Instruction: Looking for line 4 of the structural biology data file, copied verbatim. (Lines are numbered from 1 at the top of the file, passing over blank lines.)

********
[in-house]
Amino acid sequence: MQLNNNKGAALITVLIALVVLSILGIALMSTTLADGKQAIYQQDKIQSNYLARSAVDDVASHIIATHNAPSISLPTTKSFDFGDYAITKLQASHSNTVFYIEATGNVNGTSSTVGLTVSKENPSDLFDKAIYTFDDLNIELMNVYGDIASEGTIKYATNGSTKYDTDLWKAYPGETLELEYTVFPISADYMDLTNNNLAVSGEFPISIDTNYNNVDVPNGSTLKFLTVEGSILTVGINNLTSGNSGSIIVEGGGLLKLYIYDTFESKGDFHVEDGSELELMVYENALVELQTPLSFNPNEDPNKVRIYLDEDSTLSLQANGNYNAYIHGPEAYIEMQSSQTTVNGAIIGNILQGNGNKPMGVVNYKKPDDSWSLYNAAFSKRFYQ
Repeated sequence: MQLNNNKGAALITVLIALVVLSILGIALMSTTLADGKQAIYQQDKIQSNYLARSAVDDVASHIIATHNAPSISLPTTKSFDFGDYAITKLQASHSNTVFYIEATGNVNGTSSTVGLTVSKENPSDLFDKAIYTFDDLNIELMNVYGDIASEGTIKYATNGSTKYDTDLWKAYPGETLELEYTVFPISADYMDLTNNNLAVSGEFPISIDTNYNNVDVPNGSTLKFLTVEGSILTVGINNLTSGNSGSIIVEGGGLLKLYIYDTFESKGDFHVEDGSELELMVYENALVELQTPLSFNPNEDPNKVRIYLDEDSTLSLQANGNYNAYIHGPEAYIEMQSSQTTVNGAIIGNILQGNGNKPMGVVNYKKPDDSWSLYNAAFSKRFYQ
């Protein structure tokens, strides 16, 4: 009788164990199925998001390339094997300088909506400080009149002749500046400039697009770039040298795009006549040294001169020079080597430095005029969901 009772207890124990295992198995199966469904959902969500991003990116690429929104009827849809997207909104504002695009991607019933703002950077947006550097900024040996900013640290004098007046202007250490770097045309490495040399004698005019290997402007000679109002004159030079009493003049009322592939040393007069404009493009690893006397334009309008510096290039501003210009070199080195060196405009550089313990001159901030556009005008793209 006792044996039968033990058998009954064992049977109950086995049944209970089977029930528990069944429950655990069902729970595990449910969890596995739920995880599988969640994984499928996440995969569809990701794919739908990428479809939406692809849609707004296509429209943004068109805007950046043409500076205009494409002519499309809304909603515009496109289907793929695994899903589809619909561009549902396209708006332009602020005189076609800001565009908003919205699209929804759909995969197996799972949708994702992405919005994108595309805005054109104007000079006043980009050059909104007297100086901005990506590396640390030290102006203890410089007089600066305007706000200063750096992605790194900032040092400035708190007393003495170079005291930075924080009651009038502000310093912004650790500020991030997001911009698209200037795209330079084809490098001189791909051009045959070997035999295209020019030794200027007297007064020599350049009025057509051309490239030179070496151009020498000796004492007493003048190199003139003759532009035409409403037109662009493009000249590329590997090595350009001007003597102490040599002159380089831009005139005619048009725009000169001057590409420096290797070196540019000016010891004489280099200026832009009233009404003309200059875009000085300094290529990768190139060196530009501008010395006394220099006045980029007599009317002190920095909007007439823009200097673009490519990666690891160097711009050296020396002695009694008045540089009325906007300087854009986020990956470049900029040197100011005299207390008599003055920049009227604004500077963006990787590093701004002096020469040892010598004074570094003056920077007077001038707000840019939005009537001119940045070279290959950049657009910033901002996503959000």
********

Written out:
């Protein structure tokens, strides 16, 4: 009788164990199925998001390339094997300088909506400080009149002749500046400039697009770039040298795009006549040294001169020079080597430095005029969901 009772207890124990295992198995199966469904959902969500991003990116690429929104009827849809997207909104504002695009991607019933703002950077947006550097900024040996900013640290004098007046202007250490770097045309490495040399004698005019290997402007000679109002004159030079009493003049009322592939040393007069404009493009690893006397334009309008510096290039501003210009070199080195060196405009550089313990001159901030556009005008793209 006792044996039968033990058998009954064992049977109950086995049944209970089977029930528990069944429950655990069902729970595990449910969890596995739920995880599988969640994984499928996440995969569809990701794919739908990428479809939406692809849609707004296509429209943004068109805007950046043409500076205009494409002519499309809304909603515009496109289907793929695994899903589809619909561009549902396209708006332009602020005189076609800001565009908003919205699209929804759909995969197996799972949708994702992405919005994108595309805005054109104007000079006043980009050059909104007297100086901005990506590396640390030290102006203890410089007089600066305007706000200063750096992605790194900032040092400035708190007393003495170079005291930075924080009651009038502000310093912004650790500020991030997001911009698209200037795209330079084809490098001189791909051009045959070997035999295209020019030794200027007297007064020599350049009025057509051309490239030179070496151009020498000796004492007493003048190199003139003759532009035409409403037109662009493009000249590329590997090595350009001007003597102490040599002159380089831009005139005619048009725009000169001057590409420096290797070196540019000016010891004489280099200026832009009233009404003309200059875009000085300094290529990768190139060196530009501008010395006394220099006045980029007599009317002190920095909007007439823009200097673009490519990666690891160097711009050296020396002695009694008045540089009325906007300087854009986020990956470049900029040197100011005299207390008599003055920049009227604004500077963006990787590093701004002096020469040892010598004074570094003056920077007077001038707000840019939005009537001119940045070279290959950049657009910033901002996503959000």